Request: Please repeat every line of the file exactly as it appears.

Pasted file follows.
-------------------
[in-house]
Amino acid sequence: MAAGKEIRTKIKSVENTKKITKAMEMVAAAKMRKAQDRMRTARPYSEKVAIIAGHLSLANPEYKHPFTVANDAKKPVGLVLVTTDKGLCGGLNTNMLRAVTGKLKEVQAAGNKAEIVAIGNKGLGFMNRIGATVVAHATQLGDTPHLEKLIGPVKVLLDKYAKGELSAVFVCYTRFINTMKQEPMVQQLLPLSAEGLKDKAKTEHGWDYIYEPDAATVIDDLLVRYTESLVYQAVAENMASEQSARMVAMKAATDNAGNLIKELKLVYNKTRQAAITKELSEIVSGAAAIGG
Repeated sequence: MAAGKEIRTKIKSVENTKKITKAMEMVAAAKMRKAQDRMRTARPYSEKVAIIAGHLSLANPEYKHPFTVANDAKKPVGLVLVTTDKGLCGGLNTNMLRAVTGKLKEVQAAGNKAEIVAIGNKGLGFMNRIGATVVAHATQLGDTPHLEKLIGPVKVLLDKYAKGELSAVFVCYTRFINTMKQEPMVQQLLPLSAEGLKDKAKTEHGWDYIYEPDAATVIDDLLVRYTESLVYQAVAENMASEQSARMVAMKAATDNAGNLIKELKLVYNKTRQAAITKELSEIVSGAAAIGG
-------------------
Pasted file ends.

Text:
[in-house]
Amino acid sequence: MAAGKEIRTKIKSVENTKKITKAMEMVAAAKMRKAQDRMRTARPYSEKVAIIAGHLSLANPEYKHPFTVANDAKKPVGLVLVTTDKGLCGGLNTNMLRAVTGKLKEVQAAGNKAEIVAIGNKGLGFMNRIGATVVAHATQLGDTPHLEKLIGPVKVLLDKYAKGELSAVFVCYTRFINTMKQEPMVQQLLPLSAEGLKDKAKTEHGWDYIYEPDAATVIDDLLVRYTESLVYQAVAENMASEQSARMVAMKAATDNAGNLIKELKLVYNKTRQAAITKELSEIVSGAAAIGG
Repeated sequence: MAAGKEIRTKIKSVENTKKITKAMEMVAAAKMRKAQDRMRTARPYSEKVAIIAGHLSLANPEYKHPFTVANDAKKPVGLVLVTTDKGLCGGLNTNMLRAVTGKLKEVQAAGNKAEIVAIGNKGLGFMNRIGATVVAHATQLGDTPHLEKLIGPVKVLLDKYAKGELSAVFVCYTRFINTMKQEPMVQQLLPLSAEGLKDKAKTEHGWDYIYEPDAATVIDDLLVRYTESLVYQAVAENMASEQSARMVAMKAATDNAGNLIKELKLVYNKTRQAAITKELSEIVSGAAAIGG